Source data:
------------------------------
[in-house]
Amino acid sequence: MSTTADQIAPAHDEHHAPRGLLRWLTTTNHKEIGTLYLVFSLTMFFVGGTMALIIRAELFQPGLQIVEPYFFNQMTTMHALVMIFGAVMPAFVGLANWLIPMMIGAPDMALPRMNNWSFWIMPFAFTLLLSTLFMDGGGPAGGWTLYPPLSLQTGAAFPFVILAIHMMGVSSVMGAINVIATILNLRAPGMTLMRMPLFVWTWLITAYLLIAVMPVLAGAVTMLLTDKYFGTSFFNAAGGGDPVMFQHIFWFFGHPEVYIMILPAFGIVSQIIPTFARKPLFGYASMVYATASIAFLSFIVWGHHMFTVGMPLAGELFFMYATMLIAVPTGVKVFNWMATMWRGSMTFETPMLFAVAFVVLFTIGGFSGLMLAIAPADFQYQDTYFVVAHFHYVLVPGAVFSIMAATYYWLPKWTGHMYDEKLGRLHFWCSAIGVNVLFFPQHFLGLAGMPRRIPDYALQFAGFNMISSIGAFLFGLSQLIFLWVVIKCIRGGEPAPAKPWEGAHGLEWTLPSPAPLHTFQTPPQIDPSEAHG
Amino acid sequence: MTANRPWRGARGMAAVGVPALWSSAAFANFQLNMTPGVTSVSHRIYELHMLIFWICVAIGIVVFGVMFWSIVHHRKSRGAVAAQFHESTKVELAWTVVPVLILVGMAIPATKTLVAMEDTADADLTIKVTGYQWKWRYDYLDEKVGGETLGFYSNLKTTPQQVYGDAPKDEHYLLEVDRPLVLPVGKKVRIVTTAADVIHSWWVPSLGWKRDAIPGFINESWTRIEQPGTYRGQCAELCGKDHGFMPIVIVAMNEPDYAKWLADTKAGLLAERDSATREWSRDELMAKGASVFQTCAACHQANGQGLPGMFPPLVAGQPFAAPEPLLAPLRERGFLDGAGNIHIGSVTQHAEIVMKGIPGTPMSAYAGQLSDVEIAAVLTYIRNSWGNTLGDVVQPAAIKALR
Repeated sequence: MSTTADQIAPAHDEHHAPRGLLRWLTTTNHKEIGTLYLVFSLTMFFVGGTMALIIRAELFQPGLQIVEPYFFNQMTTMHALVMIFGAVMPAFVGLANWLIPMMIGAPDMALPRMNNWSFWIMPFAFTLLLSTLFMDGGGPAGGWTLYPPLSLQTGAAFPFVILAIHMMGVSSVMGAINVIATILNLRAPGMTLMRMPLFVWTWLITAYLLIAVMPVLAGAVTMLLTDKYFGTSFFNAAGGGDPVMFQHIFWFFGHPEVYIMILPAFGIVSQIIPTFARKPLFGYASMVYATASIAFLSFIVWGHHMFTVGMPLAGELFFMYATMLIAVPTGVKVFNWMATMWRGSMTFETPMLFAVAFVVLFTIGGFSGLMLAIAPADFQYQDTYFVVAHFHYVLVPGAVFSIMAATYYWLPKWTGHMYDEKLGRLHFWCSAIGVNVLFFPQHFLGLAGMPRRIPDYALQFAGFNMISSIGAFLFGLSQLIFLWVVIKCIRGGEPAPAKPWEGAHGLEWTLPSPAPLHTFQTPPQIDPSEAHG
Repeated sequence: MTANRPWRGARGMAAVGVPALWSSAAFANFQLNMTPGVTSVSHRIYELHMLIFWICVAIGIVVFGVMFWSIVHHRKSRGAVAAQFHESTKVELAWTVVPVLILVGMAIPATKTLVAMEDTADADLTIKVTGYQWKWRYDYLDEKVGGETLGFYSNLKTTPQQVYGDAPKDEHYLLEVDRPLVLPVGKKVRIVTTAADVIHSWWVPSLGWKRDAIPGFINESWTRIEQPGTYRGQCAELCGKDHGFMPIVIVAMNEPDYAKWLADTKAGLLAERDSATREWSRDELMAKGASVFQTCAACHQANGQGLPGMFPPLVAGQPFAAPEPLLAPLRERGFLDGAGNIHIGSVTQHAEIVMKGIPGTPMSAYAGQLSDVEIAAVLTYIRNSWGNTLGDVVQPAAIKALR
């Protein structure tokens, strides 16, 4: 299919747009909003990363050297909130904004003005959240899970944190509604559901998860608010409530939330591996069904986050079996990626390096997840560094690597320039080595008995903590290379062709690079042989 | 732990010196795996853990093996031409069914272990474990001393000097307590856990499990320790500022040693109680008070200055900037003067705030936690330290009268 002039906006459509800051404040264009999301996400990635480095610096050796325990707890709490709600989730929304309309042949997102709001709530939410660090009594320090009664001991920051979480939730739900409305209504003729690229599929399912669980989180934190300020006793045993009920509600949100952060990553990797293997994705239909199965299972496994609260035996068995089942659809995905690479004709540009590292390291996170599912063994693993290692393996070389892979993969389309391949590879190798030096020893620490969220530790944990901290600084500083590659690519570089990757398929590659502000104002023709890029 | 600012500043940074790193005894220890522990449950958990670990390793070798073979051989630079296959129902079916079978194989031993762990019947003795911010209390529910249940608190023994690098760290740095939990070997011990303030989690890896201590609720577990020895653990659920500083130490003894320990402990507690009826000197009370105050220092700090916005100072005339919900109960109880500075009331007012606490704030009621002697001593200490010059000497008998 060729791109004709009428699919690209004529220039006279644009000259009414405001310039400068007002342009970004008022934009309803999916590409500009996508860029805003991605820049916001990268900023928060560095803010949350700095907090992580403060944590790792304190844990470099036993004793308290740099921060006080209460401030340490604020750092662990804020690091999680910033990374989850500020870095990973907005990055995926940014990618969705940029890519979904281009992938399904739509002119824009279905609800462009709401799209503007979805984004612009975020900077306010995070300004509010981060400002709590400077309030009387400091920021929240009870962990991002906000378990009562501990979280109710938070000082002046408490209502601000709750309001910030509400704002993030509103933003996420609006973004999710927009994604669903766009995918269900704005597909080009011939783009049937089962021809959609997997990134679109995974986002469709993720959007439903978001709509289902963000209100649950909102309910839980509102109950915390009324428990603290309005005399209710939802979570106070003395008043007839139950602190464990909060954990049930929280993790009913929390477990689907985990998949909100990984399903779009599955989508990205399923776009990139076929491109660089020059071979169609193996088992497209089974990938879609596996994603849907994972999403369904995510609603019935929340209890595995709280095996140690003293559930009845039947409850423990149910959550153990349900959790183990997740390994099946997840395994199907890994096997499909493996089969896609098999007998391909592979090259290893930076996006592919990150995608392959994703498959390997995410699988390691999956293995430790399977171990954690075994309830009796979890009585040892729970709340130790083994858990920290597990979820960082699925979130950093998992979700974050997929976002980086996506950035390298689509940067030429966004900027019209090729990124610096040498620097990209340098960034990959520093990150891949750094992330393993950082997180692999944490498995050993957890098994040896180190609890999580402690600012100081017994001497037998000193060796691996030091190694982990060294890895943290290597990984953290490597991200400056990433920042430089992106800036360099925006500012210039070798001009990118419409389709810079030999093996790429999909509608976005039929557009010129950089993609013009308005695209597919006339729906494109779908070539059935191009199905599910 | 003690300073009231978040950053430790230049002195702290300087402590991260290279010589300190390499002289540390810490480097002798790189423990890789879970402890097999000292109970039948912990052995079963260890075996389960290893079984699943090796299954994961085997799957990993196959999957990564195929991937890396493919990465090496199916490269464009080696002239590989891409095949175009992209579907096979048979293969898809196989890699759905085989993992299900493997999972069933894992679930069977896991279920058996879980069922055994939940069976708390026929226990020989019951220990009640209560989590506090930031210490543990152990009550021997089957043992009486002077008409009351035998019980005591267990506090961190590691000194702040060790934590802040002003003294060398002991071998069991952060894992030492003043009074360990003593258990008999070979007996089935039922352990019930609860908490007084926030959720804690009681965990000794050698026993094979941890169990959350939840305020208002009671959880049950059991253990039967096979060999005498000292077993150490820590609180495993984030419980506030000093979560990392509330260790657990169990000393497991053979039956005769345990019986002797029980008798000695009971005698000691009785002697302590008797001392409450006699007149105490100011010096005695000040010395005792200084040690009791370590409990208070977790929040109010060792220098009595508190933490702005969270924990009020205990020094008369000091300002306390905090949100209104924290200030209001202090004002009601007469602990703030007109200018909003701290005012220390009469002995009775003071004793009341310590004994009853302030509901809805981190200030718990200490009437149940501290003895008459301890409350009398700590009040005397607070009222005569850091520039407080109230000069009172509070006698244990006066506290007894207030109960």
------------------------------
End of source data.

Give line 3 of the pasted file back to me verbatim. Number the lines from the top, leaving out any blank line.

Amino acid sequence: MTANRPWRGARGMAAVGVPALWSSAAFANFQLNMTPGVTSVSHRIYELHMLIFWICVAIGIVVFGVMFWSIVHHRKSRGAVAAQFHESTKVELAWTVVPVLILVGMAIPATKTLVAMEDTADADLTIKVTGYQWKWRYDYLDEKVGGETLGFYSNLKTTPQQVYGDAPKDEHYLLEVDRPLVLPVGKKVRIVTTAADVIHSWWVPSLGWKRDAIPGFINESWTRIEQPGTYRGQCAELCGKDHGFMPIVIVAMNEPDYAKWLADTKAGLLAERDSATREWSRDELMAKGASVFQTCAACHQANGQGLPGMFPPLVAGQPFAAPEPLLAPLRERGFLDGAGNIHIGSVTQHAEIVMKGIPGTPMSAYAGQLSDVEIAAVLTYIRNSWGNTLGDVVQPAAIKALR